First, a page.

*You can also swap the evaporated milk for regular milk but I prefer the flavor of evaporated. 

*You can find dried roses and hibiscus at any number of the Persian spice shops, and you get the added bonus of supporting small local businesses!

Instructions for making the dough

  1. In a large bowl, sift the flour, salt, sugar and instant yeast together. Make sure it's well mixed.
  2. Next add room temperature butter and combine with your hands. The butter should be well mixed into the flour. It should resemble lumpy sand.
  3. Add in eggs and vanilla and mix together, then slowly start adding in your warm milk and kneading till milk is well incorporated and the dough is smooth, soft, slightly sticky and elastic. If your dough feels too dense or not supple enough, add in more warm milk little by little and knead till you have reached desired elasticity. 
  4. After 10 minutes of kneading, form into a ball and add into a large greased bowl. Allow the dough to rise till it has doubled in size, somewhere warm. This may take a few hours or overnight depending on the temperature of your kitchen. I recommend putting your dough in the oven with the oven light on to encourage the yeast. 

While your dough is rising take this time to make the top sugary paste layer. First you have to make the hibiscus and rose concentrate to flavor the paste.

  1. Bring 1 and ¼ cup of water to boil over a stovetop. Add in hibiscus and roses. Reduce heat and allow to simmer for 15 minutes. Then remove from heat and allow to cool. 
  2. Once cool, pour mixture over a sieve or drain liquid with cheesecloth into a small bowl or cup. 
  3. In a medium sized bowl, combine 150 grams of powder sugar and 225 grams of all purpose flour. 
  4. Then add 100 grams of room temperature butter and combine till you form a paste. 
  5. Next add 1 ½ tablespoons of hibiscus rose concentrate and combine till everything is cohesive. You should be able to scoop it all up into your hands and it should stay as one mass.
  6. Preheat your oven to 160 Celsius.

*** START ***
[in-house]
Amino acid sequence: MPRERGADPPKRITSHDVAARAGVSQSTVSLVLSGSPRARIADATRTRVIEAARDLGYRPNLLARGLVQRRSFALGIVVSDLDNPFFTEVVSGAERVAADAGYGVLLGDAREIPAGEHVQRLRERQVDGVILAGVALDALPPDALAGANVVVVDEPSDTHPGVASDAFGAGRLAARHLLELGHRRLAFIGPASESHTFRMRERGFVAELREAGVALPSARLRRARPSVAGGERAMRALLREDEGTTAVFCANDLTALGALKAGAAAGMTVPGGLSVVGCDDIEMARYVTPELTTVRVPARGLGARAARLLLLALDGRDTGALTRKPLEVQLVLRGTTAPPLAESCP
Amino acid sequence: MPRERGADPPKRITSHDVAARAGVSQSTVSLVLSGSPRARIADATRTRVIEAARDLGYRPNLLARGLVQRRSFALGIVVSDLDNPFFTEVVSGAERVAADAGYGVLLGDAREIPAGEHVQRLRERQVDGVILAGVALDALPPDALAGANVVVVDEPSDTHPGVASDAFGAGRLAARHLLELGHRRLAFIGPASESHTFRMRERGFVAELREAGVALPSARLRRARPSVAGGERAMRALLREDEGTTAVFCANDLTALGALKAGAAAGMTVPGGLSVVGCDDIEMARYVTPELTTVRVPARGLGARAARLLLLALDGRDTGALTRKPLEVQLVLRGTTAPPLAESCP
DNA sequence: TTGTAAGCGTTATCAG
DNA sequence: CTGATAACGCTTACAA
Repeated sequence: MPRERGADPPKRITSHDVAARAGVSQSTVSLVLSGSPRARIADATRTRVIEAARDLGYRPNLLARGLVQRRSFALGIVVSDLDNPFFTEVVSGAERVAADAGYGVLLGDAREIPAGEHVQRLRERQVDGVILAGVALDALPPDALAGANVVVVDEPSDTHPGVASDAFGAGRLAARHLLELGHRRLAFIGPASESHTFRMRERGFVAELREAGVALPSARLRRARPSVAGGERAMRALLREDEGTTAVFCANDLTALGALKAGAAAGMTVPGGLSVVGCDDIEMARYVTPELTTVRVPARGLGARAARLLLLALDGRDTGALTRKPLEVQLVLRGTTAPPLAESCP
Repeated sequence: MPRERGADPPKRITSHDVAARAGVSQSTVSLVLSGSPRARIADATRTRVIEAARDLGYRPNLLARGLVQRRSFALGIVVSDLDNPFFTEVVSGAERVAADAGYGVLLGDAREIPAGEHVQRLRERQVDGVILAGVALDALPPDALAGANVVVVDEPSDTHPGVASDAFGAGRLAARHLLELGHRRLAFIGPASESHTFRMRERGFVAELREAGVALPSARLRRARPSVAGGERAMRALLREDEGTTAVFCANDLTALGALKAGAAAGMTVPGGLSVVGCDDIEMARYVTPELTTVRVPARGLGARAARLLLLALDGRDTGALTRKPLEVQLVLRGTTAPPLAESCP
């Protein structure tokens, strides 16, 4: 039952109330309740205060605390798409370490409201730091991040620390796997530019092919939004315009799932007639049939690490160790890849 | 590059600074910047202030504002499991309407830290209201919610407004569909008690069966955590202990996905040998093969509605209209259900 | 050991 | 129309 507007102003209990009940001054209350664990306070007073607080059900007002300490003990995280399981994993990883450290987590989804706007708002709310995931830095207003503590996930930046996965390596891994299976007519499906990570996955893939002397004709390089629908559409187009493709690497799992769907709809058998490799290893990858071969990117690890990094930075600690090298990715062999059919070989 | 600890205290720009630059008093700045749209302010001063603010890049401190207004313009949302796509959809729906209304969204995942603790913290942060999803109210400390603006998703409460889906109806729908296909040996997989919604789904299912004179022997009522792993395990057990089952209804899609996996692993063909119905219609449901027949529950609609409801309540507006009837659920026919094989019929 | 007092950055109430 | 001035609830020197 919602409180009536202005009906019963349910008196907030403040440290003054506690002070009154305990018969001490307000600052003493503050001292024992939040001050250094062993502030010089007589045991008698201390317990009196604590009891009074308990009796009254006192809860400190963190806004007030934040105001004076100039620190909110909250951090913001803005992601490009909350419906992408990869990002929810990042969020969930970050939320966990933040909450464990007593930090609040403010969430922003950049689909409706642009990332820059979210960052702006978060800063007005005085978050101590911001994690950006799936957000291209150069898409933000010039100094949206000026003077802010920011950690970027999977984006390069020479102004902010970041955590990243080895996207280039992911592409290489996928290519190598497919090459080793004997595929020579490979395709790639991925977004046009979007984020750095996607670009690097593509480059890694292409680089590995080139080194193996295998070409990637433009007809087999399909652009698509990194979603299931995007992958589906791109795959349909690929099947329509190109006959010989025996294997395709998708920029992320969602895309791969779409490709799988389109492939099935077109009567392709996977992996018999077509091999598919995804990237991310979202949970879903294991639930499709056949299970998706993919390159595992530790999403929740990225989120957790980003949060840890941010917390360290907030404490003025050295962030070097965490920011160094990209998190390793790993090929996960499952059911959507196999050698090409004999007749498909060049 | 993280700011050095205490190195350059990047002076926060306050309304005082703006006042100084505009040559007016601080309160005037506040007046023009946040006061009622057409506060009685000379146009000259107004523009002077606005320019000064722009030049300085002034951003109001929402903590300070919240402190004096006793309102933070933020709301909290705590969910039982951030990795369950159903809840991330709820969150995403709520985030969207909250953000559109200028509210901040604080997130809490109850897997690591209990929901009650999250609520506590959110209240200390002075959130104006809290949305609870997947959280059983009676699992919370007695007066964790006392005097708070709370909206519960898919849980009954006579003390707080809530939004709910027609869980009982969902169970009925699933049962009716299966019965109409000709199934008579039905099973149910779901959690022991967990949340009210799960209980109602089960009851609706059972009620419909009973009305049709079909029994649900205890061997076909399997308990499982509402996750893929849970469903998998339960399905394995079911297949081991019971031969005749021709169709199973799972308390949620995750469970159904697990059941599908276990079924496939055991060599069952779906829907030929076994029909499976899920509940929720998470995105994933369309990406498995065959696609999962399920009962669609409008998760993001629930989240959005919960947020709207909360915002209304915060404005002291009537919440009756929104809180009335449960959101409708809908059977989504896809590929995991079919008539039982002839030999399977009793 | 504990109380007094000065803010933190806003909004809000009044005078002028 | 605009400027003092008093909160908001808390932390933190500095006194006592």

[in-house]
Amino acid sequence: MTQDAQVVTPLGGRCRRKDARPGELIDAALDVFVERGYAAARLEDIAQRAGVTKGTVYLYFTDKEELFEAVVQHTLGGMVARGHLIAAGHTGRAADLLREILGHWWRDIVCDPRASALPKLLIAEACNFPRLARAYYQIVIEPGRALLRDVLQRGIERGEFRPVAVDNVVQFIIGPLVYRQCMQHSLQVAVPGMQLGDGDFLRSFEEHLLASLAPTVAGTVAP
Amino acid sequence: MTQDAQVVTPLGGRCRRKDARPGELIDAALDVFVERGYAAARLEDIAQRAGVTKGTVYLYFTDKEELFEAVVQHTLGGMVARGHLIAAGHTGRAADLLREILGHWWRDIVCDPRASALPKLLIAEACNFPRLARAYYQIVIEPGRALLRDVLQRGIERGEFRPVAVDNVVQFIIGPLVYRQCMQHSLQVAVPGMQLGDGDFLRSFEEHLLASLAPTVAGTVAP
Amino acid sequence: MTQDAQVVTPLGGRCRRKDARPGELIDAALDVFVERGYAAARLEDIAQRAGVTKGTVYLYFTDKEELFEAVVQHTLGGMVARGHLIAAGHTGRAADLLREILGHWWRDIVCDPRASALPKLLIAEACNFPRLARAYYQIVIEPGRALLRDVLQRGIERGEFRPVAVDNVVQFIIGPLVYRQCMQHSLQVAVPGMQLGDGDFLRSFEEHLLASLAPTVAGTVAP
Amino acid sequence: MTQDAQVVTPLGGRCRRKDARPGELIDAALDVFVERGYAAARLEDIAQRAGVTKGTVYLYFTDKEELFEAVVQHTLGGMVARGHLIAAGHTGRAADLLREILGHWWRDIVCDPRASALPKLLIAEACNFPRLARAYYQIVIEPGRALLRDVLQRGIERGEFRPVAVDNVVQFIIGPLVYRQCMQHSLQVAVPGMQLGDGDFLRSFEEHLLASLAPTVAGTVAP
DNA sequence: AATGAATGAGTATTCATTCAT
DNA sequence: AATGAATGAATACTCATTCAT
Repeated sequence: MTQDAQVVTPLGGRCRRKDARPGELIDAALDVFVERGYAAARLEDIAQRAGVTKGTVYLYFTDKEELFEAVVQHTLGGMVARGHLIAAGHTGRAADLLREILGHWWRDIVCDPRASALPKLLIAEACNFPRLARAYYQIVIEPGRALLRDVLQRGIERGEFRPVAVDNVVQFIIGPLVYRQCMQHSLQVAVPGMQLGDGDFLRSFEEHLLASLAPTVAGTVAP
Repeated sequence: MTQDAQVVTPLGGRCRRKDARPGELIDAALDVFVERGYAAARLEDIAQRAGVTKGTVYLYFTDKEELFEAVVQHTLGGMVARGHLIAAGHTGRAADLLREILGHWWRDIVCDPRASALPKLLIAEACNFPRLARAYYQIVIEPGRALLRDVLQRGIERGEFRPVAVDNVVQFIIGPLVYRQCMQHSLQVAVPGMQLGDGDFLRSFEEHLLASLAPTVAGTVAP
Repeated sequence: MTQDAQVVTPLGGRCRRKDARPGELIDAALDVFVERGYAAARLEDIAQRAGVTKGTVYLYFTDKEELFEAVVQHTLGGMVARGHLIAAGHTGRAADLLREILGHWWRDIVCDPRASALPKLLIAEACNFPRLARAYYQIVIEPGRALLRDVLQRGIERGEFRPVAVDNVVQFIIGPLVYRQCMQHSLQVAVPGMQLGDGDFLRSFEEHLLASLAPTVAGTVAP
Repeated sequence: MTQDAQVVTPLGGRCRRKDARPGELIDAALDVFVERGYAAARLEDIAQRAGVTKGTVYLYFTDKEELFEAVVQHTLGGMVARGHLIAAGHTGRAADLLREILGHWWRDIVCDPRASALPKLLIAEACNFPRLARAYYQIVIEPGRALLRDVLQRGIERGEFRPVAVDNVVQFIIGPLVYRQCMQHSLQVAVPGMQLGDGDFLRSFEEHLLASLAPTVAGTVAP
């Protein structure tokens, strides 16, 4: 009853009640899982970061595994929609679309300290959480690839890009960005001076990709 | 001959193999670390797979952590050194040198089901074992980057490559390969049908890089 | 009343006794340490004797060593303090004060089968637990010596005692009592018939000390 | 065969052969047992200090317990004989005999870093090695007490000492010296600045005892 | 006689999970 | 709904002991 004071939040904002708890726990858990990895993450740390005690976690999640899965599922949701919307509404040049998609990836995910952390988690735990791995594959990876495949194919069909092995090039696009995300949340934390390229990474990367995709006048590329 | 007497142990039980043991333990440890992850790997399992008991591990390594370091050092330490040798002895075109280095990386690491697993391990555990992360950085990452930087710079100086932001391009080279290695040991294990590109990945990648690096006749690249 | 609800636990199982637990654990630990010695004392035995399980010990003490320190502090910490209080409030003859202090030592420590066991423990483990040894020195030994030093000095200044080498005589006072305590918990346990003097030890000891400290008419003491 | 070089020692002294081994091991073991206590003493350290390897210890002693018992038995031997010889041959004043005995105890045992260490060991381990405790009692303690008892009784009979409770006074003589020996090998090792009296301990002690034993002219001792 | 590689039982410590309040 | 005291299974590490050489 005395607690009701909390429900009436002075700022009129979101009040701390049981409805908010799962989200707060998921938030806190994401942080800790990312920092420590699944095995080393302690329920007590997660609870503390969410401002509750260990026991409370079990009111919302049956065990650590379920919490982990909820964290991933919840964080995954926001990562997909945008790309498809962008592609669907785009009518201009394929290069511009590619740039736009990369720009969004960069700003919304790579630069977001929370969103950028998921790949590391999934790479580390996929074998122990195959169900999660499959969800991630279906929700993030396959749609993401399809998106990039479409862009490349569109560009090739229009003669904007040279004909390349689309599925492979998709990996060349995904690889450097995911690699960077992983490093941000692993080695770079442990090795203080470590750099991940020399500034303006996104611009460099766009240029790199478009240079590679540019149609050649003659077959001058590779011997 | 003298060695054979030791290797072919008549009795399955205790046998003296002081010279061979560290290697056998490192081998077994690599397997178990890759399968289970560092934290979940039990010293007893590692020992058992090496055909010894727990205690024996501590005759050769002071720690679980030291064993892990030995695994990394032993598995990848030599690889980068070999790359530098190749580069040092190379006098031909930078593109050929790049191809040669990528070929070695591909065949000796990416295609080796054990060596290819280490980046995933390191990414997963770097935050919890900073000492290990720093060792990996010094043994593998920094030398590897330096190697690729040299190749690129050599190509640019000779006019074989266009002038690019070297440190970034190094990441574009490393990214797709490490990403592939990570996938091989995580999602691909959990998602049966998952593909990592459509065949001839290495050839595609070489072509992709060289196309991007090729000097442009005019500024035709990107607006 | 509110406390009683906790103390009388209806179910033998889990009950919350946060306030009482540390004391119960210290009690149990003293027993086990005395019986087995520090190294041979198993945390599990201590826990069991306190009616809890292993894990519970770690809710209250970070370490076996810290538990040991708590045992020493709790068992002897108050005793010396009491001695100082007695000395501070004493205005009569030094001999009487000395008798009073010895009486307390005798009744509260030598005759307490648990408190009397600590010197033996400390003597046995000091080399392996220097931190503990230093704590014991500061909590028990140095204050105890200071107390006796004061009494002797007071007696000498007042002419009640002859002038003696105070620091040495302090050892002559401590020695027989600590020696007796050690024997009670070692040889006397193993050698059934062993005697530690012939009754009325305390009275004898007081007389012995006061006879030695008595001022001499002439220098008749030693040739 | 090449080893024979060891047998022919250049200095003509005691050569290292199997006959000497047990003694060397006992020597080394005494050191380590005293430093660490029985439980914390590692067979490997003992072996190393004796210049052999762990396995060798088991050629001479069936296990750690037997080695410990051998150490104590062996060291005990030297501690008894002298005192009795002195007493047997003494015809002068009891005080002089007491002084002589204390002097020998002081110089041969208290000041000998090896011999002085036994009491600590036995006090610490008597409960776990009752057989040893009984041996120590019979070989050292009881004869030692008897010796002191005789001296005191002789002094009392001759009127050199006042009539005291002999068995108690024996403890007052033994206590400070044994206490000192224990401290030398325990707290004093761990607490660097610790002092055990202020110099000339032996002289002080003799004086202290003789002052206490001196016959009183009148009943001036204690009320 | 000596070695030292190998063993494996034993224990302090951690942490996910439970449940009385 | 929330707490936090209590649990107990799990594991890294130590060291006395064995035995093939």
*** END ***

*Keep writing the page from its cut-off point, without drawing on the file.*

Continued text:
7.  Once the dough has risen take it out of the bowl, the dough will deflate. Cut the dough into ⅓ cup sized pieces. Roll each piece into a ball, tucking in any open ends under the dough and pinching shut to have a perfect ball. You should be able to make 9 pieces.
  8. Next place each ball of dough onto wax paper, spaced apart by 3 inches (the dough rises and expands a lot so you wanna make sure they have enough space). 
  9. Flatten each ball of dough into a thick disk. Then grease the top of the dough with a little bit of butter. This will allow the top layer to stick when baking.
  10. Now separate little balls of the sugar paste. Each ball should be about a tablespoon and a half. 
  11. With slightly buttered hands press the sugar paste into a perfect circle into your palm. It should be a thin, flat disk. 
  12. Next take the palm that has sugar paste and press it onto a disk of concha dough. The sugar paste should list off of your palm and onto the dough. Repeat this step for all the dough. 
  13. Next take a fruit knife and carve the seashell design onto the top layer of your conchas. It should not be so deep that you score the dough.
  14. Allow the dough to rise for a second time till it has nearly doubled but not entirely. This may take 1 – 2 hours. 
  15. Once your dough has risen to almost twice its size, pop your conchas into the oven and bake at 160 celsius for 20-25 minutes. The bottom of your conchas should be a deep golden brown. 

Allow to cool and serve with hot chocolate, coffee or tea — dip the conchas guys, don't forget!

Carina Maceira is a 22 year old environmentalist, activist, poet, educator and self proclaimed chef who calls Kuwait home. She is a founder and the director of Trashtag Kuwait, a local nonprofit environmental grassroots initiative exercising their agency and resources to help others in the pandemic.

Words: Carina Maceira
Images: Courtesy of Carina Maceira